Anthony Moor

Exploring Media in Transformation | Transforming in Media Exploration

/ˌtrænsfərˈmeɪʃən/ n. 1: a process of change from one form to another.

Hiding behind objectivity is not just outdated, it's boring

A weekend debate over journalistic objectivity between former New York Times editor Bill Keller and Guardian columnist Glenn Greenwald got me thinking. I believe the traditional style of writing which seeks to hide the reporter behind a veil of impartiality is not only unnecessary, it's also uninteresting. In today's socially-fueled media landscape, we prefer to connect emotionally with the people who report for us, not just with what they write, curate or share.
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What does it mean to be a journalist covering Newtown?

I just read a touching first person story from the site of the Connecticut shootings by Yahoo! reporter Jason Sickles, a former CBS Evening News Producer I hired when I was at the Dallas Morning News, and brought over when I came here. It explains what goes on inside the mind of a hard news reporter at such times. We've all been there. One commenter dismissed his terrific piece saying we're just in it for the money. Click to see my reply.
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Yahoo! local and 'observational journalism'

Last week we at Yahoo! took the wraps off the beta version of our new local product and so I'm taking the mothballs off of this blog to talk about it. It's encouraging to see that even in its nascent form what we built it getting some positive feedback. Users are telling us they like the community focus and the ability to see news, events and deals in their area.
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The news waves begin to break onshore

OK that's too much punning and metaphorization but hey it's my blog.

Following my last post about how articles are morphing into topics, on Old Media New Tricks, Robert Quigley details his first attempt to use Wave to cover a topic -- Austin News:

I posted a link to the Texas constitutional amendments that are up for a vote, and people immediately began discussing why anyone should care about them, which are the the most important ones and why. I dropped in topics a few times throughout the day, from the election to the launch of the Texas Tribune to some local economic news. I included links to our stories. People discussed each item as they came in.

There is potential here.

 

The next paradigm shift: From 'article' to topical 'Wave'

We're seeing the rise of the topical page as the atomic unit of content. Journalists will no longer write stories, persay. They're going to write topics, which will have story-like elements, but won't look anything like the articles they focus on today.
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Bay Area media: Don't miss digital news conference deadline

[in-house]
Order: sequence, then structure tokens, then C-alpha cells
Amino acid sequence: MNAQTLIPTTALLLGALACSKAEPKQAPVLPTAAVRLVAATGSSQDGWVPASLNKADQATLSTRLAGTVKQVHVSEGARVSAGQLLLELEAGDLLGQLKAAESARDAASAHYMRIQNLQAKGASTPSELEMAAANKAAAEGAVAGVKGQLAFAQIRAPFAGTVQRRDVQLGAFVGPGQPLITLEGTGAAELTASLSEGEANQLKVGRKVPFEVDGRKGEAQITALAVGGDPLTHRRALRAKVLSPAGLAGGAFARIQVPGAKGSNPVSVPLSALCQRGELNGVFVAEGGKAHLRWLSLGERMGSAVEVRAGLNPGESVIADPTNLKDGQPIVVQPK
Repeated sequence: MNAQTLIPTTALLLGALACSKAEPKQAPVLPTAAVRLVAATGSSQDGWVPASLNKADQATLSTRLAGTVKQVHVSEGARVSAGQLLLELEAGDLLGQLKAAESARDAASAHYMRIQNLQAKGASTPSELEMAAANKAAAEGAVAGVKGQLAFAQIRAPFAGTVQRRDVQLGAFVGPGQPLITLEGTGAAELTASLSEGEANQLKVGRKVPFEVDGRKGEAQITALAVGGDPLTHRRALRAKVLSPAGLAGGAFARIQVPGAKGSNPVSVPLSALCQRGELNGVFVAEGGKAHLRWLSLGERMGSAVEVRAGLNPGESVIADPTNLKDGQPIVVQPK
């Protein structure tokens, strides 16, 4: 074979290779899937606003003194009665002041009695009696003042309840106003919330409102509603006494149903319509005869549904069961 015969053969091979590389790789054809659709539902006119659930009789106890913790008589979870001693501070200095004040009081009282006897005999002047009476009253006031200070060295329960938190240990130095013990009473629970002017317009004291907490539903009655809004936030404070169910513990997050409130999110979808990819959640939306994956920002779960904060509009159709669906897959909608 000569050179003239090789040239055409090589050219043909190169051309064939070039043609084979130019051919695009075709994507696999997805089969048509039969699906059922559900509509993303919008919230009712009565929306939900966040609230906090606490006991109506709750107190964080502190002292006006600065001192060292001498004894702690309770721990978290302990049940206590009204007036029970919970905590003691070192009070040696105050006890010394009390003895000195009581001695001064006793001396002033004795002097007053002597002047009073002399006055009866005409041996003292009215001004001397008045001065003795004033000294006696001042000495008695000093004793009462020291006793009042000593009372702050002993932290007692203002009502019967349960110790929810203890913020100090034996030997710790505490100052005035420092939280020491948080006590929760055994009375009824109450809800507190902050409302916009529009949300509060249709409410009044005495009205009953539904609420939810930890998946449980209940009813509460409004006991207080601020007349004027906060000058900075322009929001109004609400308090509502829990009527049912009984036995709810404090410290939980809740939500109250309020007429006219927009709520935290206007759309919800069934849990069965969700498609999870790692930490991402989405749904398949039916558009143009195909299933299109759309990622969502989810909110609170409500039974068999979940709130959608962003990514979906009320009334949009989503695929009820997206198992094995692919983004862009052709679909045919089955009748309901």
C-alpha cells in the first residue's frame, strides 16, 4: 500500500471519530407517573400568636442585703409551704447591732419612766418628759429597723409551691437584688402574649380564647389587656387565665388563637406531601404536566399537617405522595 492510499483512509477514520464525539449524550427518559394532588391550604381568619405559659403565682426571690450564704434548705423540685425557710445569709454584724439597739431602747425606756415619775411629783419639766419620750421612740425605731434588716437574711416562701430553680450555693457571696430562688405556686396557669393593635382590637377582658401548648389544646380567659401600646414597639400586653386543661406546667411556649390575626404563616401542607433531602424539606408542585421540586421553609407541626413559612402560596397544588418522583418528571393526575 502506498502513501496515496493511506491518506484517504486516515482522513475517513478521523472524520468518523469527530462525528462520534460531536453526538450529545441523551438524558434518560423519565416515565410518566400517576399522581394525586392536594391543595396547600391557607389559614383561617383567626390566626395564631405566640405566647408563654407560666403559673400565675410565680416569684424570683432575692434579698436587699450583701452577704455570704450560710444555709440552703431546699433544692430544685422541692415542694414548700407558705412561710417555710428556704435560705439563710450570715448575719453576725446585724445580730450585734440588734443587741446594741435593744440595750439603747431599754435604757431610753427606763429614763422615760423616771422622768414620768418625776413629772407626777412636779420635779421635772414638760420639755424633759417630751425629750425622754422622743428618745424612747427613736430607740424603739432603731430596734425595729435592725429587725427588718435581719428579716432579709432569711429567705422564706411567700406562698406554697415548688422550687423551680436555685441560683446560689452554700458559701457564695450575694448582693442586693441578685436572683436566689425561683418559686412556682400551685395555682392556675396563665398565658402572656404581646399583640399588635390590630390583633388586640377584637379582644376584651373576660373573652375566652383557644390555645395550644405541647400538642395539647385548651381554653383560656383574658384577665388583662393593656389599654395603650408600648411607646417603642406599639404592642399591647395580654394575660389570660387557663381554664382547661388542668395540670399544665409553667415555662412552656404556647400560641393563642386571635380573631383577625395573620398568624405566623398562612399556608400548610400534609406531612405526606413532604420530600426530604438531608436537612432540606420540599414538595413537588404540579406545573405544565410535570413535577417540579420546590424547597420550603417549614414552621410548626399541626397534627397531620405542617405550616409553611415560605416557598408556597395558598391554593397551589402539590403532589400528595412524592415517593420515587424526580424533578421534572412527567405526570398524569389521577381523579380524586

I want to be sure you consider attending ONA09, Oct. 1-3 at the Hilton San Francisco. The early bird deadline to register ends Aug. 28. If you're a Bay Area netizen, you will find ONA09 exciting and useful, for networking, learning and business. Last year every journalism organization's conference was hurting -- but ours was sold out as it has been year-over-year. That's because ONA is at the intersection of technology and journalism. Our members represent the crossover between the two worlds.
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Getting a handle on the 'content ecosystem'

There has been a lot of blather recently about efforts by traditional content creators (read: newspapers) to extract more payment for uses of their articles on the Web. The typical line of thinking on the newspaper side is, "hey, it costs a lot of money to accurately report, write, edit and publish the news that we provide, and we're not getting paid enough for it by the people who read it." Now comes new technology and initiatives to better understand in detail just how the news and information that mainstream reporters publish is used and reused in the virtual world.
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One word for NYT: Innovative

The annual awards that identify the most innnovative digital journalism conferred on The Gray Lady a some big-ticket bling. the Batten Award for Innovation.  NYT scooped up the $10,000 first prize for six "striking entries:"

  • Represent, which helps city residents keep tabs on their elected officials, culling information from dozens of sources into a Facebook-style activity feed.
  • Document Reader, which allows documents to be posted online in a clean interface that allows searching, bookmarking, comments and annotations.
  • Custom Times, a prototype for personalized Times news reports that seamlessly transition across print, Web, mobile, television and even the car.